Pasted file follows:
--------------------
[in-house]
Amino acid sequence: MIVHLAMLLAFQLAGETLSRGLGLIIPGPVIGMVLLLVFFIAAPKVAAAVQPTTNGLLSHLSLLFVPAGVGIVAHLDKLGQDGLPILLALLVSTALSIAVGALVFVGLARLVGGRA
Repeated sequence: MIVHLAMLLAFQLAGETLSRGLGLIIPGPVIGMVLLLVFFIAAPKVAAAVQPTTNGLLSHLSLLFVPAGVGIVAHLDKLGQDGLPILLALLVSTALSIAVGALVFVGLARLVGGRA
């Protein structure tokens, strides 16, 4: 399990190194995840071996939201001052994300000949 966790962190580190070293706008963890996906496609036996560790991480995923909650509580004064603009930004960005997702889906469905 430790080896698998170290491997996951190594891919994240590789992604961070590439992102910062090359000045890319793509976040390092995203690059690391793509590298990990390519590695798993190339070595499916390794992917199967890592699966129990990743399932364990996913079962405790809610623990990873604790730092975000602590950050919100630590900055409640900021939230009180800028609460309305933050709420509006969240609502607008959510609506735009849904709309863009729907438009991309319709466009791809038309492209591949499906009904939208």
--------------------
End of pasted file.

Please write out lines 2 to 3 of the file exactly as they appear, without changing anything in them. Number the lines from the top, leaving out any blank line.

Amino acid sequence: MIVHLAMLLAFQLAGETLSRGLGLIIPGPVIGMVLLLVFFIAAPKVAAAVQPTTNGLLSHLSLLFVPAGVGIVAHLDKLGQDGLPILLALLVSTALSIAVGALVFVGLARLVGGRA
Repeated sequence: MIVHLAMLLAFQLAGETLSRGLGLIIPGPVIGMVLLLVFFIAAPKVAAAVQPTTNGLLSHLSLLFVPAGVGIVAHLDKLGQDGLPILLALLVSTALSIAVGALVFVGLARLVGGRA